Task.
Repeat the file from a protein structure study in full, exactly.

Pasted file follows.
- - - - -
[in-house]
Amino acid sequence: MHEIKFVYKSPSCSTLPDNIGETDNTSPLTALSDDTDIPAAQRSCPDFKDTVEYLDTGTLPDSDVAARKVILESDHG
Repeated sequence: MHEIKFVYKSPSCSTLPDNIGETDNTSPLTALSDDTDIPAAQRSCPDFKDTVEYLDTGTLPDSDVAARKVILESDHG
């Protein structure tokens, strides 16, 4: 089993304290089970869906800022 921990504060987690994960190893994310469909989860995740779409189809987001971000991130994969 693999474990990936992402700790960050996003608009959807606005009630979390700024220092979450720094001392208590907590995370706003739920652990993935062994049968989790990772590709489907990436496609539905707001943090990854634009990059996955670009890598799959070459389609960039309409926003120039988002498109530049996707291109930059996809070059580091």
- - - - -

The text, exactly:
[in-house]
Amino acid sequence: MHEIKFVYKSPSCSTLPDNIGETDNTSPLTALSDDTDIPAAQRSCPDFKDTVEYLDTGTLPDSDVAARKVILESDHG
Repeated sequence: MHEIKFVYKSPSCSTLPDNIGETDNTSPLTALSDDTDIPAAQRSCPDFKDTVEYLDTGTLPDSDVAARKVILESDHG
């Protein structure tokens, strides 16, 4: 089993304290089970869906800022 921990504060987690994960190893994310469909989860995740779409189809987001971000991130994969 693999474990990936992402700790960050996003608009959807606005009630979390700024220092979450720094001392208590907590995370706003739920652990993935062994049968989790990772590709489907990436496609539905707001943090990854634009990059996955670009890598799959070459389609960039309409926003120039988002498109530049996707291109930059996809070059580091």